It is almost close to impossible to portray genuine softness within a cisheteropatriarchal capitalistic society without it becoming a commodity or lifestyle that can be marketed and sold to us. We are taught from an early age that our emotions hinder us. This is because our society as a whole thrives on an unrealistic portrayal of intimacy and love. We are taught that to be emotional and soft is to be weak and to be weak is to be a failure.
Because of this, artists like Lora Mathis have started to push back on the notion that expressing emotions is a bad thing. Their artwork and poetry often portrays themes of softness, femininity, and heartbreak. By creating this art, artists such as Lora Mathis engage in a dialogue that goes against the notion that expressing emotions is a negative thing, which overall also fights against toxic beliefs expressed through our society as a whole.
While it is necessary to engage in this dialogue and create safe spaces where softness is allowed, it is a lot harder to reclaim softness when you exist in a marginalized or hypermasculated body.
Because I exist in a body that is brown, fat, and hairy, I often feel left out of this dialogue as the voices that take up the most space rarely encompass my reality.
I continuously live with the stigmas attached to the identities I exhibit. Although I am femme and although I am a woman, two identities that are often stereotyped as soft (usually with negative stigmas attached to these stereotypes), the fact that I am brown, hairy, and fat means that my body is often masculated by others against my will. To be brown, hairy, and fat means to be seen as a burden to society and to be seen as a monstrous being who can never exhibit softness no matter how much I wish I could.
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This is often because I have to defend myself against the micro-aggressions and stereotypes portrayed onto me. When I defend myself, I am automatically seen as aggressive and hostile which further hinders my ability to portray and to be seen as soft.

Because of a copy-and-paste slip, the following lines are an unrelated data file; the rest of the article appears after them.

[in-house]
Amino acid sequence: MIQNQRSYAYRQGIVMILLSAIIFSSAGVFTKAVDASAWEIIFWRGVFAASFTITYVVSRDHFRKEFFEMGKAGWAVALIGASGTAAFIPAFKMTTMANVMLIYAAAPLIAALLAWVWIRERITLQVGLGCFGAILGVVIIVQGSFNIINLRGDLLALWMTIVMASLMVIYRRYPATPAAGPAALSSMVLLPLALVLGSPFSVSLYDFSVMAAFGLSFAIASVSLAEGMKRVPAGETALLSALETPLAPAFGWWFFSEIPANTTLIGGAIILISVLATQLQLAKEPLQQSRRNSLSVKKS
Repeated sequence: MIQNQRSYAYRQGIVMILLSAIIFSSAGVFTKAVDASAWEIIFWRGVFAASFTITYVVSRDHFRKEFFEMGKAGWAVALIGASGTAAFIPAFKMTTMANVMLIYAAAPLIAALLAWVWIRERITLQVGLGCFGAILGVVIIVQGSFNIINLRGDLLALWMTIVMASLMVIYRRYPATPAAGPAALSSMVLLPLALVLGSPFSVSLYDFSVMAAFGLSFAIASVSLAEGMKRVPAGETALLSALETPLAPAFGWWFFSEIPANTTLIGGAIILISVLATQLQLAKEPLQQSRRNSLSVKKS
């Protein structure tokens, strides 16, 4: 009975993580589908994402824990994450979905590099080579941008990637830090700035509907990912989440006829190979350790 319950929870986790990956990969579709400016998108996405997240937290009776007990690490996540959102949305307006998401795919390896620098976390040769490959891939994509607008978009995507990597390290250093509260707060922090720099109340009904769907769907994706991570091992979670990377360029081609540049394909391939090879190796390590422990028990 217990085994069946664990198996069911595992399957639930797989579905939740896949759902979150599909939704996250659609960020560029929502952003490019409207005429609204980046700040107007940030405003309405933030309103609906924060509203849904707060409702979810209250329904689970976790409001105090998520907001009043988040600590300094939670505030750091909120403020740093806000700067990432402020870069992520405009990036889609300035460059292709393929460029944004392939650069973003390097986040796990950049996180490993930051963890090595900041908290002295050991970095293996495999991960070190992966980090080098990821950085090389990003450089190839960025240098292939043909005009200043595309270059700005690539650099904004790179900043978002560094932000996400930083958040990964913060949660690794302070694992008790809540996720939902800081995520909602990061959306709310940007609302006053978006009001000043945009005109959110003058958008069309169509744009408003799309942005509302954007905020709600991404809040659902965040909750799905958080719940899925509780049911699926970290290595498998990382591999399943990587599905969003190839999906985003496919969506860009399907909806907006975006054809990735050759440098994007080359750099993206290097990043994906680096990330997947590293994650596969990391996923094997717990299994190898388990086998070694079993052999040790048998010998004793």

I am continuously trying to unlearn this portrayal of myself even while others are so keen on perpetuating it onto me. It is an ongoing struggle that will probably last my entire life.
To be given a space where you are seen as soft and delicate without having negative stigmas attached to it is to have a form of privilege within this society. This is often only granted to those who fit within social norms of beauty and femininity. That is, one would have to exist in a thin, white, stereotypically attractive body that was defined female at birth and which still fits within the feminine social norms. Yet, even then, this usually also comes with its own negative stereotypes.
This makes it difficult to portray softness without being seen as a joke. It is a luxury that most of us do not have because we often have to live up to social norms in order to survive and exist within this society. Yet there are those who do continuously and heavily push back.
One of these spaces is provided by the Facebook page “Queer Xicano Chisme,” who can also be found on elmariconxingon.com. The owner of the page is a queer brown man who embraces femininity as a powerful tool against the dominant society and who also creates a safe space for men who want to embrace softness away from toxic hypermasculinity.
It is important to uplift these voices within the dialogue against the general society because these experiences help unearth and shatter the unnecessary toxic standards of our society.
By carving out a space where we can portray our softness in a way that is positive to us is a radical act because we are choosing to live in our own truth instead of allowing others to choose that path for us.
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It is also important for others to acknowledge and encourage this as the personal truth of those of us trying to reclaim softness for ourselves. While not everyone feels comfortable portraying stereotypical softness through femininity or emotional openness, it is crucial to remember that softness is not necessarily equated with femininity and that it is a complex trait that can and is part of many masculine and androgynous identities.
The act of being soft is simply the act of allowing oneself to express their emotions as they see fit without having to suppress them to fit social expectations. To allow oneself the freedom to feel their emotions without this stigma attached is to be true to oneself in a way that is both soft, strong and healing.